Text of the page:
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An Ulster Log: Could model career beckon for Amy Fry?

By Eddie McIlwaine

It was a dream came true for charming Ballymena Academy sixth-former Amy Fry when she was almost magically transformed into a sophisticated finalist in the Miss Northern Ireland beauty competition.

Amy, who qualified for the final in the Europa Hotel by being chosen in an earlier heat as Miss Antrim, was the youngest of all the girls at 17.

She suspended her studies briefly while she swapped her school uniform for sweeping ball gowns and bikinis as she paraded down the catwalk. She didn't win her first adventure into the beauty stakes (she came third overall), but she did attract a lot of admiring glances, says Alison Clarke, who runs Miss NI and the ACA model agency.

How Phil made a star of the Steam Trap writer

The death of much-loved storyteller and comic Crawford Howard in his mid-80s has reminded Phil Coulter of the time, 30 years ago, that he gave this writer of funny verses a spot on the Grand Opera House stage in Belfast to recite his hit, The Diagonal Steam Trap, and become an overnight star.

"It happened in 1985," recalls Coulter. "I was touring in Canada and my driver played a record of The Diagonal Steam Trap - all 23 verses of it. It was the first time I'd heard the recitation and I fell in love with it instantly, so I was determined to find Crawford when I got back home."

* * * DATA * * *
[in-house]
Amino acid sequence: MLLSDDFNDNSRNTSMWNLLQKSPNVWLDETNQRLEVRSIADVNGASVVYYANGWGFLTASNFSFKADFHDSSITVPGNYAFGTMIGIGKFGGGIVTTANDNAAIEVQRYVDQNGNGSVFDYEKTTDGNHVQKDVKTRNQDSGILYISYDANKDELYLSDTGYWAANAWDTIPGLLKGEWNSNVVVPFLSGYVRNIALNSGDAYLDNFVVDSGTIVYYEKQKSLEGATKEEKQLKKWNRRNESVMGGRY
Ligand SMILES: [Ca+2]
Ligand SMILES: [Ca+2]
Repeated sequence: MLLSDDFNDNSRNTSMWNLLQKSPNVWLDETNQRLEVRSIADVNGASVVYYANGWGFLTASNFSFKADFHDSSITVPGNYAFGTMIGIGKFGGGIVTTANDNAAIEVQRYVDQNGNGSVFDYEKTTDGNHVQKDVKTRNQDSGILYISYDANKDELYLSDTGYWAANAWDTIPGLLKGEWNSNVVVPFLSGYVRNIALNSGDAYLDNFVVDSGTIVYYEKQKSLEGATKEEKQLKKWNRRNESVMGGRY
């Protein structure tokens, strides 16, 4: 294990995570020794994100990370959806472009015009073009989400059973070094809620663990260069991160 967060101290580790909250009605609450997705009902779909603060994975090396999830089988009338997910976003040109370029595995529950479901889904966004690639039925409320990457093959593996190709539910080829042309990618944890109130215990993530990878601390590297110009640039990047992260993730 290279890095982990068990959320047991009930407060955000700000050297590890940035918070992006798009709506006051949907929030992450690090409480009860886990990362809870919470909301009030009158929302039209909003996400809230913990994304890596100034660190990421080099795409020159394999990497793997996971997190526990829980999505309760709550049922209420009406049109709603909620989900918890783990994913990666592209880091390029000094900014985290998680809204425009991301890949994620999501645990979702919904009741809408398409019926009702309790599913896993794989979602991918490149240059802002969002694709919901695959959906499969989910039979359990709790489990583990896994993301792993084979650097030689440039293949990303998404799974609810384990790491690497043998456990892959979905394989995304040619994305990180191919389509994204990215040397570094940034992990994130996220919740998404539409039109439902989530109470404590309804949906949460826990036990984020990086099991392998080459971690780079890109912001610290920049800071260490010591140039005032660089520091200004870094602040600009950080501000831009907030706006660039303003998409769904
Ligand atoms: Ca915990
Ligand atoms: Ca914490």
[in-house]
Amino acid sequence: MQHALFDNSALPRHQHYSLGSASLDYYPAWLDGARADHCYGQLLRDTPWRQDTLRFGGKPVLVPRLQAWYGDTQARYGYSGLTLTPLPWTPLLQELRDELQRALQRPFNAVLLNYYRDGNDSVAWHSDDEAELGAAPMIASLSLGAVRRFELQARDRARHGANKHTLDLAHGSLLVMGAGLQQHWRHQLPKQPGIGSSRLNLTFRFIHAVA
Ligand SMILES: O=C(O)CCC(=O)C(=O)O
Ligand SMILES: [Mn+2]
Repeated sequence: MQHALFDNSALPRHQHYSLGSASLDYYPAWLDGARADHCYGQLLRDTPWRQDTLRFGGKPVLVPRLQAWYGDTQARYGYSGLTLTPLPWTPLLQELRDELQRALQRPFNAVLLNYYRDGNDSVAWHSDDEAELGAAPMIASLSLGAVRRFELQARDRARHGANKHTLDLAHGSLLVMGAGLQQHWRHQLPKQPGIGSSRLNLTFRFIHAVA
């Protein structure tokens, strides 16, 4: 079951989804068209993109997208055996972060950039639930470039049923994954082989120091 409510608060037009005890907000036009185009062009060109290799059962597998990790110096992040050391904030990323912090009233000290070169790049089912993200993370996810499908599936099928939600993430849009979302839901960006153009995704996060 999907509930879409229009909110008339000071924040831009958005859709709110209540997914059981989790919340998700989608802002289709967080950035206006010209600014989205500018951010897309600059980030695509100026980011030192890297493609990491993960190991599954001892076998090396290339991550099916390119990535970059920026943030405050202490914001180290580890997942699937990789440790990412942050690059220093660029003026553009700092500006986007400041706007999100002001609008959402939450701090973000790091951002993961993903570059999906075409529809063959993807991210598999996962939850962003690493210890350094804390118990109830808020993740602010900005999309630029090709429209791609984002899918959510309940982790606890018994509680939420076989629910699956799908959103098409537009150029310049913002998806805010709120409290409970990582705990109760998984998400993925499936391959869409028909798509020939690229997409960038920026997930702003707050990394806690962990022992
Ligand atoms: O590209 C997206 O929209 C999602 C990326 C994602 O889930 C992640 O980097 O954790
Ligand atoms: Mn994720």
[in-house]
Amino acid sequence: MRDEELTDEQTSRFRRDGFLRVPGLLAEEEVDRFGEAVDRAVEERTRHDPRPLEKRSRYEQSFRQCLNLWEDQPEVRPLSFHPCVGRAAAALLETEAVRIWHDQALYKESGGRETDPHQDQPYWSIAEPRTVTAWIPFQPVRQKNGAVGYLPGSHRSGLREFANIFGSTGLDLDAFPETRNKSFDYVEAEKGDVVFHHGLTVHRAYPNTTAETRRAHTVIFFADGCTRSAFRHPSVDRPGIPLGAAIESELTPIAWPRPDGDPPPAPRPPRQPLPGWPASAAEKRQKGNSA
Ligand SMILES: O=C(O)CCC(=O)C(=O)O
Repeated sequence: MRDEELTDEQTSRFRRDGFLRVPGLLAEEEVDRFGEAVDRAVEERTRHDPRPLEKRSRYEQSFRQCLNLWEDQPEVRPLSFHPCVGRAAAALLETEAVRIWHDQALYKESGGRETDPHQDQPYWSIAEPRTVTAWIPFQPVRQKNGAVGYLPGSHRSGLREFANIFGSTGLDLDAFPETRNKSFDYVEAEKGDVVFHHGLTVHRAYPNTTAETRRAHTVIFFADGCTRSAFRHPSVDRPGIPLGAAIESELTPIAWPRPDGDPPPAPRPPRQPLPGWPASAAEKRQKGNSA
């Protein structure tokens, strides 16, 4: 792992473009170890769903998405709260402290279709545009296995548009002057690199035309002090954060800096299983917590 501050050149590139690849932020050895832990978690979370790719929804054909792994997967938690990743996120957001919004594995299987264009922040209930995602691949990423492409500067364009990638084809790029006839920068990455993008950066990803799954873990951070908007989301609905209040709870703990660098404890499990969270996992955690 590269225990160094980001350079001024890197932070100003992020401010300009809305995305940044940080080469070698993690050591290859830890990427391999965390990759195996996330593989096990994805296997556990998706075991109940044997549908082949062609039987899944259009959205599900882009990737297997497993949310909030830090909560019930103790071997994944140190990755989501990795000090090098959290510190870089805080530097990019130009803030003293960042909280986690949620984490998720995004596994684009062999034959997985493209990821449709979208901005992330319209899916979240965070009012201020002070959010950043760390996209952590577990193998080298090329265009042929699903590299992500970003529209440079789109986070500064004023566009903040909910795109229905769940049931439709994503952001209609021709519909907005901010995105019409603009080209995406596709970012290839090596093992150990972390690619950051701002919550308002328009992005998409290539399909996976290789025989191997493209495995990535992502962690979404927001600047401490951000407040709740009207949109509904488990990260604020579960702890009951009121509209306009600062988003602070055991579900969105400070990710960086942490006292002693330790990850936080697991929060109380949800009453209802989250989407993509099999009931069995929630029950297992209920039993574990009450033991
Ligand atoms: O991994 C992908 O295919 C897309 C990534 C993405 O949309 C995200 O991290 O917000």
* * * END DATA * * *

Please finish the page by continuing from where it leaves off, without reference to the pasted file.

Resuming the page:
When Phil found Crawford, he took him down to the shipyard to borrow a boiler suit and gave him a supporting spot on the Coulter show in the Opera House.

And every night for a week this way-out comedian recited The Diagonal Steam Trap to a standing ovation. It's the hilarious story of a great ship built at Harland & Wolff for the Turks, only the engines won't start no matter how many times the button is pressed.

Then Jimmy Dalzell arrives on the scene, has a look and tells the gaffer the Diagonal Steam Trap is missing and that's the problem.

He promises to build one knowing that no such trap exists and that it's only a rag caught in the feed pipe that is the problem.

But the gaffer is convinced, when the engines fire up healthily, that Jimmy, who has secretly removed the rag, has actually built that piece of equipment and is an H&W hero.

The Russians and the Yanks don't want to admit that they and the Turks have been fooled by Jimmy Dalzell's Diagonal Steam Trap and open factories to manufacture them.

The last verse of Crawford's poem reads like this:

There's a factory outside of Seattle

Where they're turnin' out Steam Traps like Hell

It employs twenty-five thousand workers

And the head of it ... Jimmy Dalzell!

Crawford Howard, a bachelor, lived quietly in east Belfast after retiring from the Pig Marketing Board, where he earned his bread and butter. He toured clubs and concert halls in the evenings with recitations like The Sash Up the Falls, the Belfast Breadman and the Flying Fitter, many of which appeared on bestselling records.

The one about the trap, of course, is the poem everybody enjoys to this day. "I often recite it in my show," says Phil, "and my audiences adore it."

"Crawford was a rare genius," says his friend, folk singer Tommy Sands. "He was a graduate of Trinity and could speak several languages.